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Home > Know Your Rights > Easement Rights
FAQ's | Landmark Judgements


Q1.  What are Easement Rights?

A1.  Easement rights are the rights to use another's property. It is a right, which the owner of a particular land enjoys over an adjacent property, which he does not possess. It is the right over a property belonging to someone else. An easement is the right to use the real property of another without possessing it. Easements are helpful for providing passage or access to light and air from the property of another so that one can enjoy his own property to the fullest.


Q2.  Why are Easement rights required?

A2.  Easement rights are required to completely enjoy one’s property. They entitle a person to get access to his property if another person’s property is blocking his way. Sometimes they are required by government departments to do public works like laying underground electric cables and telephone lines. They would use your property by virtue of easement rights.


Q3.  How can easement rights be acquired?

A3.  An easement can be acquired by grant or by custom. Acquiring an easement by grant requires a deed that includes the grant of easement by the owner of the property on which easement right is sought. Easement by virtue of custom is a legal right acquired by the power of law through continuous use of a land over a long period of time, usually 20 years or more. Therefore, the right of way continues to exist by grant, prescription or by virtue of custom.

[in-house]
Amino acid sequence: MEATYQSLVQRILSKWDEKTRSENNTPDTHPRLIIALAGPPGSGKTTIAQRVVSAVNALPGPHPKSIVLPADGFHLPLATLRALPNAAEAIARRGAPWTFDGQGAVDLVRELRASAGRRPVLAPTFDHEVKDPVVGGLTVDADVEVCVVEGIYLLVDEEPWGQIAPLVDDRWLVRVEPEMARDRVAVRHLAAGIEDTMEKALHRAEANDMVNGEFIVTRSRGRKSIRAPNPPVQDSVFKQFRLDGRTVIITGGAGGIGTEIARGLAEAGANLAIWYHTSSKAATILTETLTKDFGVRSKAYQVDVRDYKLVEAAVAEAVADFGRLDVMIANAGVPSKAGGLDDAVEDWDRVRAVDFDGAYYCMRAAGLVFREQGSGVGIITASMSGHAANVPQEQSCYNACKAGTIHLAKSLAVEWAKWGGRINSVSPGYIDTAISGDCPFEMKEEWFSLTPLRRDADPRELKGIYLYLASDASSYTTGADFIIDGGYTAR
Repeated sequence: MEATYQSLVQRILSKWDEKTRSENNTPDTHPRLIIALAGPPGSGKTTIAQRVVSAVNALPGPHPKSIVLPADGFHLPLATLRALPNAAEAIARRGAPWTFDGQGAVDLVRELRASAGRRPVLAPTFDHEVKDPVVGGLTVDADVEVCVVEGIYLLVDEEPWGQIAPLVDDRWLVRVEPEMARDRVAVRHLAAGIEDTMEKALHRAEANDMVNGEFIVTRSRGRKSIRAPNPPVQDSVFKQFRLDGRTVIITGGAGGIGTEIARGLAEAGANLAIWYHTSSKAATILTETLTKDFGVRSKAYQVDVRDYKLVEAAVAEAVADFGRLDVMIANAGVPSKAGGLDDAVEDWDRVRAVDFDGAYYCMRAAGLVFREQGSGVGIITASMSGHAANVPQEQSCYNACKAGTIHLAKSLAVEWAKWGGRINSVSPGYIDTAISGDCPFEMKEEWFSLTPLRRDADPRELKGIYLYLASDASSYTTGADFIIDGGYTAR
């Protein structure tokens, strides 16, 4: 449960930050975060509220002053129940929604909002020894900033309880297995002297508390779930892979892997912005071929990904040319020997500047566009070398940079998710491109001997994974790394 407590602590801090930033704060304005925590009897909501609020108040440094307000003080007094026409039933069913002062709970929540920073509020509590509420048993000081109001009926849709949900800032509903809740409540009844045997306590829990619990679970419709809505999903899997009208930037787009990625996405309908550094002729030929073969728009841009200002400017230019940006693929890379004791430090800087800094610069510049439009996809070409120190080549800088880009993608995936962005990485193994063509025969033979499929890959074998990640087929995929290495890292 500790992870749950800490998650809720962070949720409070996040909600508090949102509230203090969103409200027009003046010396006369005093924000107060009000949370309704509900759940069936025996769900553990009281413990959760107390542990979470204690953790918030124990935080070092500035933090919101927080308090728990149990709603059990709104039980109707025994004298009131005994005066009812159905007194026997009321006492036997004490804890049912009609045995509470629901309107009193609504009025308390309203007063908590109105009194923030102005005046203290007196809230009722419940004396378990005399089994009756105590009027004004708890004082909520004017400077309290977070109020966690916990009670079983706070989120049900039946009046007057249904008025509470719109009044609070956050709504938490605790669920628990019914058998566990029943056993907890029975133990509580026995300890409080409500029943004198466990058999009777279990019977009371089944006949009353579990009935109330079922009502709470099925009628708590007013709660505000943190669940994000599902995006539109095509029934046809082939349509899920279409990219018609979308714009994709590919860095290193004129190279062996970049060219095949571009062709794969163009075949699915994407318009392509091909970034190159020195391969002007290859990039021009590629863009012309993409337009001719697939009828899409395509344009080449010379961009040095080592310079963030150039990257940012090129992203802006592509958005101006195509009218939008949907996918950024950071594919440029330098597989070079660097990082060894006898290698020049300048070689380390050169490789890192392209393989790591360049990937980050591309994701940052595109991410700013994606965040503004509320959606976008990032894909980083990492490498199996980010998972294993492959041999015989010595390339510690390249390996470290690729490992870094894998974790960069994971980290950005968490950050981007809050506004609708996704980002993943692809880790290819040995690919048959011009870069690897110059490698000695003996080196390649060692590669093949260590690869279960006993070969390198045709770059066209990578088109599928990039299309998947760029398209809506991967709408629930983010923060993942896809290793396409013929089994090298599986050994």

Q4.  What are the examples of easement rights?

A4.  There are several common examples of easement rights. Such as: your property may not be directly on a public road. There is a property of someone else in between. In that case you may be allowed by the other man to access your property through a passage left by him. This is an easement right that allows you to use other person’s property to access your own property. In some cases one may have a small piece of property in a continuous building area. You are not getting any light or air. So by mercy the neighbour is allowing you to have a window on his side to get light and air flow for you. This is also an easement right.


Q5.  Can anyone restrict me from using my property in the name of easement rights?

A5.  As the owner you have full right of enjoyment of your property. However, there are certain situations in which another person’s easement rights clash with your right over your property. In such situations, certain restrictions can be imposed on you to safeguard the easement right of the other. For example, you may be restricted from constructing another floor in your house as it will lead to no access to light and air to your neighbor.

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